Elder LawOur firm focuses on the following areas of practice:
- Probate and Trust Administration
- Planning For Incapacity
- Long Term Care
- Special Needs Trust
- Veteran's Benefits
If you don't see exactly what you are looking for, give us a call or email us, if we can't assist you, we will point you in the right direction.
The importance of Planning.
The phrase "planning for incapacity" refers to meeting with an attorney and preparing the legal documents which would be needed in the event an accident or illness left you without the ability to pay your bills, manage your finances or attend to other business and personal matters.
The most significant decision to be made is the selection of the person who will make decisions while you are unable to do so. This person is variously known as "agent", "surrogate," "trustee", "attorney-in-fact", etc., but regardless of the title, each person exercising responsibility for another individual has a duty of loyalty, trust and reasonable prudence. Keep in mind the capabilities and weaknesses of those to whom you might entrust responsibility, regardless of your affection for them, or your desire to treat your family "equally." Common sense should prevail in the naming of any important decision maker. Equally important is the need to inform the individual that there may come a time when he or she may have to serve, and to communicate your personal wishes, and the location of important documents and papers.
Here are a few kinds of documents typically used in Colorado by individuals of all ages to ensure that their privacy, property and wishes remain protected during their lifetimes:
Durable Power of Attorney (DPOA): A legal document which allows a competent individual (the "principal") to delegate certain actions, usually related to financial and personal business affairs, to an "attorney-in-fact", or agent. Health care powers may also be included in some cases. Any person over the age of 18 can serve as agent, as can financial institutions in certain instances. "Durable" refers to the fact that the Power of Attorney is still effective even if the principal becomes incapacitated. Specific language must be included in the document to make it durable. A DPOA remains in effect until revoked, or until the principal dies.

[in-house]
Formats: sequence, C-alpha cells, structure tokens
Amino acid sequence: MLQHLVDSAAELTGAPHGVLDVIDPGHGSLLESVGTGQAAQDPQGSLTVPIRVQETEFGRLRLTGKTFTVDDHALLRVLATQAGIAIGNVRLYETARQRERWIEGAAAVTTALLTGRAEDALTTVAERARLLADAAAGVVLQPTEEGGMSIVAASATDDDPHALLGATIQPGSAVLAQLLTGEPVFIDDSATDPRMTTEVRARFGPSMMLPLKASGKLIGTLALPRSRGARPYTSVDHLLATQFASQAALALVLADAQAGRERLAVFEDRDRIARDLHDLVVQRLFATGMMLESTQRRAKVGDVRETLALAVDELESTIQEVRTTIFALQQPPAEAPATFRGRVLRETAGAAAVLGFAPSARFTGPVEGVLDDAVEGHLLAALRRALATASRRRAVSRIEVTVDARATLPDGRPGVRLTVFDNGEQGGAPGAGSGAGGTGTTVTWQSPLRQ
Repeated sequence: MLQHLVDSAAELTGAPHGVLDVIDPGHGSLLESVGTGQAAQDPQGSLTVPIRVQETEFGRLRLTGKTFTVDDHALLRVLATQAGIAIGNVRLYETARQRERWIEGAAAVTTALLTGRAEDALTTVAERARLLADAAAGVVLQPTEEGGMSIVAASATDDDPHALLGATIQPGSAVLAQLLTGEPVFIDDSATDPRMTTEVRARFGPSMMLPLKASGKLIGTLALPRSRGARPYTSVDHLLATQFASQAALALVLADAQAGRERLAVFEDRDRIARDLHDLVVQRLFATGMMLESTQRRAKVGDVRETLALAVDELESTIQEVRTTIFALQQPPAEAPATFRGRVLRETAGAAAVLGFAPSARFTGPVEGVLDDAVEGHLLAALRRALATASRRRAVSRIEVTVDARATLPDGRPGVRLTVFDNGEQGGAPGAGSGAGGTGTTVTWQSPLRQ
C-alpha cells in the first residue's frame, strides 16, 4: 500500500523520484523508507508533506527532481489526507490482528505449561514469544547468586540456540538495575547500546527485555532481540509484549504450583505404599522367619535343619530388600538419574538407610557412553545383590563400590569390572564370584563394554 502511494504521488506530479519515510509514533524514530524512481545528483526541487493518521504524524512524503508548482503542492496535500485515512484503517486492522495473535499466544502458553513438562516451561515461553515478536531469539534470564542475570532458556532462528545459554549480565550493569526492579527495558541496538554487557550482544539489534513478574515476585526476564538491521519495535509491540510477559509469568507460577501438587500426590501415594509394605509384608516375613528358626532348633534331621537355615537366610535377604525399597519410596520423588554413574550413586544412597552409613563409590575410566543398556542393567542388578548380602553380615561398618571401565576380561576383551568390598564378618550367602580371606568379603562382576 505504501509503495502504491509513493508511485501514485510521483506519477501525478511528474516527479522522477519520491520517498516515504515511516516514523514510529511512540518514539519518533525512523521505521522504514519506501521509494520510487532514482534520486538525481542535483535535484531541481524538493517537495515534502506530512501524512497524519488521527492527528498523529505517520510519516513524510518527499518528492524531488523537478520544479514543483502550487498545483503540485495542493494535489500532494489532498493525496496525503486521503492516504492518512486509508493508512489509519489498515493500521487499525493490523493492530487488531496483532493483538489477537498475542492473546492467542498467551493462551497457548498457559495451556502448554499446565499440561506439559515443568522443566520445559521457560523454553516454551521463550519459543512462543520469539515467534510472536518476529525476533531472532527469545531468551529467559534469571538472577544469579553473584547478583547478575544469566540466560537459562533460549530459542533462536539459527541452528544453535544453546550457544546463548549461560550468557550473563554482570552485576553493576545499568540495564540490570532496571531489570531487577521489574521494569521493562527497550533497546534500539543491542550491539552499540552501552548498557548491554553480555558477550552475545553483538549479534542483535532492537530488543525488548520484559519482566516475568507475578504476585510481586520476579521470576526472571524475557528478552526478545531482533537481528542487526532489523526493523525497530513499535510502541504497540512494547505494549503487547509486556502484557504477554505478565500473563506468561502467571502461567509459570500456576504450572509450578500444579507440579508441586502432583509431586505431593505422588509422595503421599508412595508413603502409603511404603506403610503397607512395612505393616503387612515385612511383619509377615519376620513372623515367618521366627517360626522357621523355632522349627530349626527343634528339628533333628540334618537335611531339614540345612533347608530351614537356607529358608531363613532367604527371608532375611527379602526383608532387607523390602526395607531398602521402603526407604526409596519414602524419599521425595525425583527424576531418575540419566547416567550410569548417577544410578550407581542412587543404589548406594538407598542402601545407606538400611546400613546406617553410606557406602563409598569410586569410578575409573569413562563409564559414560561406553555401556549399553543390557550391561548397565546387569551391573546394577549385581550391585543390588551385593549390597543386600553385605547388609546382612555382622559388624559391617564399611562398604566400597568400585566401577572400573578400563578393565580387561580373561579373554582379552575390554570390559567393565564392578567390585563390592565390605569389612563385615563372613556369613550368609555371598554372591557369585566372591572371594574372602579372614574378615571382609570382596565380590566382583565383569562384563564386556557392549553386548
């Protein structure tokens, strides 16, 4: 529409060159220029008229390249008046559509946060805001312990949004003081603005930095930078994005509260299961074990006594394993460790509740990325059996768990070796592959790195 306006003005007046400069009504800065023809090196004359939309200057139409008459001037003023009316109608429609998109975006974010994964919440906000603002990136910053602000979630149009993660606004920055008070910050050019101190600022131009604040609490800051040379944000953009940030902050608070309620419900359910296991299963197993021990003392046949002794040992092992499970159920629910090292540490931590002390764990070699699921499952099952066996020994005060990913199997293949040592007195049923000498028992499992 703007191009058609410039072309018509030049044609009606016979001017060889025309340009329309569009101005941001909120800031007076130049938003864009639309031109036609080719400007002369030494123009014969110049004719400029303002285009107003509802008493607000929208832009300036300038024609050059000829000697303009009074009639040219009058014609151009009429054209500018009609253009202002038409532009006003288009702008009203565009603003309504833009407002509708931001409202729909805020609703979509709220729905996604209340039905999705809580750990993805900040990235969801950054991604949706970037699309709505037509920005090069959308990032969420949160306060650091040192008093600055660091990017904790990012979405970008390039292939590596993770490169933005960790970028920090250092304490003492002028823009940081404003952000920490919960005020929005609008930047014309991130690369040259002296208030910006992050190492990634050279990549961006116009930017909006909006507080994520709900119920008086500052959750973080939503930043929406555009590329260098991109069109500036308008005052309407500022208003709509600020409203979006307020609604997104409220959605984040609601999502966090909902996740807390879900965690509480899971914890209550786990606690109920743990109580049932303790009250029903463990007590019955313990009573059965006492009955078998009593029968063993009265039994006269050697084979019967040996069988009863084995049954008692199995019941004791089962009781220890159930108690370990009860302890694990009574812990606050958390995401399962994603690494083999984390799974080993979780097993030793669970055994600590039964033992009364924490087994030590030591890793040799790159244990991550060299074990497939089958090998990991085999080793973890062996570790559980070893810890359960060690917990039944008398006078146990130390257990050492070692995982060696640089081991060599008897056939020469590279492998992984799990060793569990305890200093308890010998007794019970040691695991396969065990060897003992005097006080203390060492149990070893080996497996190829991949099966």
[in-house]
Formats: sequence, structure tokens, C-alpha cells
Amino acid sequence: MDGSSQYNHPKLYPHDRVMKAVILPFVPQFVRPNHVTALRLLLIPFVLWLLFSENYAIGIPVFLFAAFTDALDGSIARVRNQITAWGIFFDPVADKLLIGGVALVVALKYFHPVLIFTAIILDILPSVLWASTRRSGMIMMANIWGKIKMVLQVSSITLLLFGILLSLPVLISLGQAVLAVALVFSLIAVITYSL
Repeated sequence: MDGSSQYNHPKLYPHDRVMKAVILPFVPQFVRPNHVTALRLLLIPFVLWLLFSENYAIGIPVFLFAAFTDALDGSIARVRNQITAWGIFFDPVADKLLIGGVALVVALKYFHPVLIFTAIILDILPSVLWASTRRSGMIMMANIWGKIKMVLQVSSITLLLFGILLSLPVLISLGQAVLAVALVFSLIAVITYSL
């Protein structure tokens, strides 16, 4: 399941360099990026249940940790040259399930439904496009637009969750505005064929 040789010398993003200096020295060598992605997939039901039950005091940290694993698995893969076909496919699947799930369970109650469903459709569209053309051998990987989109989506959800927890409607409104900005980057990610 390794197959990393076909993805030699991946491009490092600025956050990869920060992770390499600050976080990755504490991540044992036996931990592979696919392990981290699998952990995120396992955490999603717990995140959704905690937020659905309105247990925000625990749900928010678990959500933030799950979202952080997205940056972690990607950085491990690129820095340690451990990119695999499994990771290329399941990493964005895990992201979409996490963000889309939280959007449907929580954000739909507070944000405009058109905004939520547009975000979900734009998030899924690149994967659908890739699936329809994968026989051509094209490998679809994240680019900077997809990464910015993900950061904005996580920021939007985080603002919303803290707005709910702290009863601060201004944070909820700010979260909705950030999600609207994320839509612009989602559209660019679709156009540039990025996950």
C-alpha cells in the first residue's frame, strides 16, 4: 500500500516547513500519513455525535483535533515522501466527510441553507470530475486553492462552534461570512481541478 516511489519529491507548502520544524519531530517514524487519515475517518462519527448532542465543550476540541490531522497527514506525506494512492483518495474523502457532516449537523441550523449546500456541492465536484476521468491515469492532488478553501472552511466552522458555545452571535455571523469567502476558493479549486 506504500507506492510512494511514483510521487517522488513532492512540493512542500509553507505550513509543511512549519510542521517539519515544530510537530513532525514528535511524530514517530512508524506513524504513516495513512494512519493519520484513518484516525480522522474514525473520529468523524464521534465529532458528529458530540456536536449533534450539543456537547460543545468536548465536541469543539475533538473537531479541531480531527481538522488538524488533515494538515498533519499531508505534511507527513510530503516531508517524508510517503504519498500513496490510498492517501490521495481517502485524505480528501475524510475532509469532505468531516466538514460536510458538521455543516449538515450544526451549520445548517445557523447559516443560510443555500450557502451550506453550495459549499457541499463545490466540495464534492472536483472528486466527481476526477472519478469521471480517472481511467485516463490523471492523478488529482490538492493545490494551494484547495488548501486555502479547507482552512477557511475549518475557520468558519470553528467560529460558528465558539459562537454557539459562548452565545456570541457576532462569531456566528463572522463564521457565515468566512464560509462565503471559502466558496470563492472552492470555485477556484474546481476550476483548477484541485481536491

Springing Power of Attorney: A power of attorney conditioned upon the principal's lack of capacity to manage property. It only becomes effective upon the incapacity of the principal to manage property. It is exercisable by the agent upon the delivery of two affidavits to third parties: an affidavit of the attorney-in-fact, establishing his or her authority; and an affidavit of the principal's primary physician, establishing incapacity to manage property.
Advance Health Care Directive (AHCD): An "advance directive refers to any written agreement under which a competent individual (a) designates a "surrogate" decision maker to act if the patient is too ill to provide informed consent, and/or (b) makes clear his or her wishes regarding the use of life prolonging procedures under certain circumstances (often referred to as a "living will"). In Colorado, life prolonging procedures cannot be withheld or withdrawn until the attending physician and one other physician have documented that the patient is in either a terminal, persistent vegetative state or end-stage after a period of 10 days.
The designation of a health care surrogate must be in writing, witnessed by two persons, neither of whom can be the Surrogate, and one of whom must be unrelated by blood. Living wills can either be written or oral. While there is a suggested form in the statute for language in a living will, each document can be individualized and should reflect the principal's own wishes regarding end-of-life treatment.
ANNE ZOLTANI, is a Veteran's Affairs (VA) Accredited Attorney. While many people are unaware it exists, the Veterans Administration (VA) Aid & Attendance Special Pension provides monetary assistance to wartime veterans - and surviving spouses of deceased veterans - who need regular personal assistance. Qualifying aid or assistance can be provided at home, in an assisted living facility, or in a nursing home, and can be provided by friends, family members, or healthcare professionals.
For 2014, the Aid & Attendance pension can provide up to $1,759.00 per month to an unmarried veteran, $1,130.00 per month to a surviving spouse, or $2,085.00 per month for a veteran who is married and $1,381.00 per month where the spouse of a married veteran needs care.
Best of all, if the veteran qualifies, Aid & Attendance funds are provided in addition to monthly pension and Social Security benefits.
If you or someone you love is a veteran and needs help with daily activities like cooking, cleaning, dressing, driving, mobility, or other assistance, the Aid & Attendance benefit can provide funds you need to pay for that help. Many elderly veterans and surviving spouses whose incomes are above the congressionally-mandated legal limit for a VA pension may still be eligible for monthly Aid & Attendance benefits if they have high expenses for care, including nursing home expenses, that are not reimbursed by insurance or other sources.
Aid & Attendance benefits can make a real difference but, filing a claim can be complex and time-consuming. Like most entitlements, veterans benefits are not awarded automatically - to receive them, you have to apply.